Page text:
Tri-lingual dictionary to help Buddhist philosophy researchers

PTI, Oct 16, 2010

Pune, India -- A unique tri-lingual dictionary project, aimed at helping the researchers studying the Buddhist literature and philosophy is underway at Pune University.

The project which envisages compilation of dictionary consisting of Buddhist terminology in Pali, Sanskrit and Tibetan with English meanings, is being funded by University Grants Commission (UGC) in collaboration with the Sarnath based Tibetan University.

Dr Mahesh Deokar, head of the department of Pali at Pune University, who is the project-in-charge and principal investigator, said that the work branded as major research project of UGC, would have significant relevance for those engaged in comparative research of the Buddhist philosophy all over the world as its timeless doctrines are enshrined in these three languages in the land of the Buddha.

"As of now only bilingual dictionaries --- Pali-Sanskrit, Pali-Tibetan or Sanskrit-Tibetan---- are available for the researchers. But a need is being felt to have an authentic work with Pali as its base, offering Sanskrit and Tibetan equivalents because just one language does not suffice an in-depth study of the Buddhist philosophy," he said.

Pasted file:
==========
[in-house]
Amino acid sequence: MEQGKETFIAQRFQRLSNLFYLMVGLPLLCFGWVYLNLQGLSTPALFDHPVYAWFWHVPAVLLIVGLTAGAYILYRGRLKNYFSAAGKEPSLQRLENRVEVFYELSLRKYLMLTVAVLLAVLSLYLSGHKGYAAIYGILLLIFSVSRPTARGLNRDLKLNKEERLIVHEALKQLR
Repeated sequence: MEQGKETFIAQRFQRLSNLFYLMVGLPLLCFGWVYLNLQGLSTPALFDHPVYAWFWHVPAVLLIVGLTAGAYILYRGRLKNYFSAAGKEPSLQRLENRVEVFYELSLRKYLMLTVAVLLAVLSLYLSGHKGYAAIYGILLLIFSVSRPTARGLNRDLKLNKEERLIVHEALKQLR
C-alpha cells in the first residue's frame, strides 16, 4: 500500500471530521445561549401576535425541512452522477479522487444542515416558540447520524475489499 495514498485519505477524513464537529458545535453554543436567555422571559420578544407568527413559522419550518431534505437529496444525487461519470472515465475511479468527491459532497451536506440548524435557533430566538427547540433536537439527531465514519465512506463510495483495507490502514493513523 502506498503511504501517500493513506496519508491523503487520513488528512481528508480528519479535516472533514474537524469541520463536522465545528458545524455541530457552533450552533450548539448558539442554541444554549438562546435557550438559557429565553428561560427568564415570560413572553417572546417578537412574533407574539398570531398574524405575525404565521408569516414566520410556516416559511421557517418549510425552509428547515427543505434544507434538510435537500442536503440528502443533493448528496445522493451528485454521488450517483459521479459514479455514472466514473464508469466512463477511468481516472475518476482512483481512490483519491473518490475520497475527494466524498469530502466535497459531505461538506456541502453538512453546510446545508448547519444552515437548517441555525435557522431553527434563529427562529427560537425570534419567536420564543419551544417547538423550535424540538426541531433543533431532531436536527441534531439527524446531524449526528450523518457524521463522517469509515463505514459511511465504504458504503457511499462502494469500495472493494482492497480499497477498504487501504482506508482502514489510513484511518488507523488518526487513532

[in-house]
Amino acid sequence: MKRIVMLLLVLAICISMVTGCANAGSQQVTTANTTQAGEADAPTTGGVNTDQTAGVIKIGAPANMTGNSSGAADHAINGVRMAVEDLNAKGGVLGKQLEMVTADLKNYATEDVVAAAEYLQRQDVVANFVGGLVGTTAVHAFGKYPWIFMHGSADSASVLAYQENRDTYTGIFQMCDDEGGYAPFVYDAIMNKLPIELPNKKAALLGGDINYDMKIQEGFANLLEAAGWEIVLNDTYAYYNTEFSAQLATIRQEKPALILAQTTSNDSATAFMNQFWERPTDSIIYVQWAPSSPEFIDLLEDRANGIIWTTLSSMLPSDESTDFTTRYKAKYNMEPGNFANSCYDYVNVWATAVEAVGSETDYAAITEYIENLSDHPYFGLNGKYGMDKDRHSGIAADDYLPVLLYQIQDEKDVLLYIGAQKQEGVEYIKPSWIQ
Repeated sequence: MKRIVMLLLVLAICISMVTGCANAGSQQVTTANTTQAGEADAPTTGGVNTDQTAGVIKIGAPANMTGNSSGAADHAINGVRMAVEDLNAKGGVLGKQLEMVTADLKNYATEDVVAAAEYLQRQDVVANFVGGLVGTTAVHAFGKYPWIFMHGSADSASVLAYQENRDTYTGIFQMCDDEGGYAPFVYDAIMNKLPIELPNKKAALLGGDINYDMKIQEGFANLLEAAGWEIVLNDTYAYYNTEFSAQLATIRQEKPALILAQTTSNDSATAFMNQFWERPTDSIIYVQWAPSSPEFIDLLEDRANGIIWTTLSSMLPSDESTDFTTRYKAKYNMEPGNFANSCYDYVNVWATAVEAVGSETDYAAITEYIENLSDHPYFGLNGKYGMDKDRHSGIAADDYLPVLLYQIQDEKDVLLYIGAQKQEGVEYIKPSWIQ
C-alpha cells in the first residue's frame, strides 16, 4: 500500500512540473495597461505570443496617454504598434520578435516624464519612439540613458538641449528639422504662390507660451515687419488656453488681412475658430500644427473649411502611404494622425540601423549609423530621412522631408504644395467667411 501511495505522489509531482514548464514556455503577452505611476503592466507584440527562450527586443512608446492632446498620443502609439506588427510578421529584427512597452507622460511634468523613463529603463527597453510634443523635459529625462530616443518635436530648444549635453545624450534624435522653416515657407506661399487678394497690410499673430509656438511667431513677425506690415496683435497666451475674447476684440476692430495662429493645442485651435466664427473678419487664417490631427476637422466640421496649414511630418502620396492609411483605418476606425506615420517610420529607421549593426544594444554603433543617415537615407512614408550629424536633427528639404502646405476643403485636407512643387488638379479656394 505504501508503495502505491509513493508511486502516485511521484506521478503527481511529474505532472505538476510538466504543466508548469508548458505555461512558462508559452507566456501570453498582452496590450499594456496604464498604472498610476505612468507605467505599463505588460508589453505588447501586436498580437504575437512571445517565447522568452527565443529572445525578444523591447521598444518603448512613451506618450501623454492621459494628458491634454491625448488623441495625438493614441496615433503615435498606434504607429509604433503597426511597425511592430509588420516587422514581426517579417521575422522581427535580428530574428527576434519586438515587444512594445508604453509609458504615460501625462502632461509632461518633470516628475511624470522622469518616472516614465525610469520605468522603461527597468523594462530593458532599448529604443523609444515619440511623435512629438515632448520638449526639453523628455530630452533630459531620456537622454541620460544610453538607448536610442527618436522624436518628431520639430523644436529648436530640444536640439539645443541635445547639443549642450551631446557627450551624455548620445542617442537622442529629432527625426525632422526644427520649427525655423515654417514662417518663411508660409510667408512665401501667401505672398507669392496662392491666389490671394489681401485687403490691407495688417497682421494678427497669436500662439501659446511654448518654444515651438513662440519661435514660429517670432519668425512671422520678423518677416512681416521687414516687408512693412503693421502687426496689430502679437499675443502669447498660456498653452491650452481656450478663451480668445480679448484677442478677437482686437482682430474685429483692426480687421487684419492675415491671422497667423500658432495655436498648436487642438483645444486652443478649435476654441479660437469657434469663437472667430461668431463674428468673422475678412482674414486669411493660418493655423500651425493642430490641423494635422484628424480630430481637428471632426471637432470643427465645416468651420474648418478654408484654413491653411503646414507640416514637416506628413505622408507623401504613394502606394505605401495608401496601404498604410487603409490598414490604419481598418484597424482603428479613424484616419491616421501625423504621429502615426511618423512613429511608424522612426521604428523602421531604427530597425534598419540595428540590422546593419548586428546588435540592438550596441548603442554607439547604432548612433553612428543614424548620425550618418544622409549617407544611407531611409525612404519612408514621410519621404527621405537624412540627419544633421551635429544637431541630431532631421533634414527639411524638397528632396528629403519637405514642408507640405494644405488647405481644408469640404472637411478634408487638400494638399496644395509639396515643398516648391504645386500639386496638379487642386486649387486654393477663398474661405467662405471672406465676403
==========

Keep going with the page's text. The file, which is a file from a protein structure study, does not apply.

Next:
Dr Deokar, who is visually challenged, said, "we also wanted to include Chinese in the project but it is not possible at present due to lack of resources. A lot of Buddhist literature is preserved in Chinese in addition to Pali, Sanskrit and Tibetan".

There are two Buddhist traditions called 'Mahayana' and 'Theravada', and the original literature detailing them is available mainly in Sanskrit and Pali respectively.

Since Buddhism was also practiced in China and Tibet, the literature denoting its tenets in Tibetan and Chinese too is considered important for scholars doing a comparative research.

The current tri-lingual dictionary project is expected to be completed by mid-2011.

"We are planningto include Chinese in the second phase of the project," Deokar, who is working on the dictionary assisted by three research fellows, added.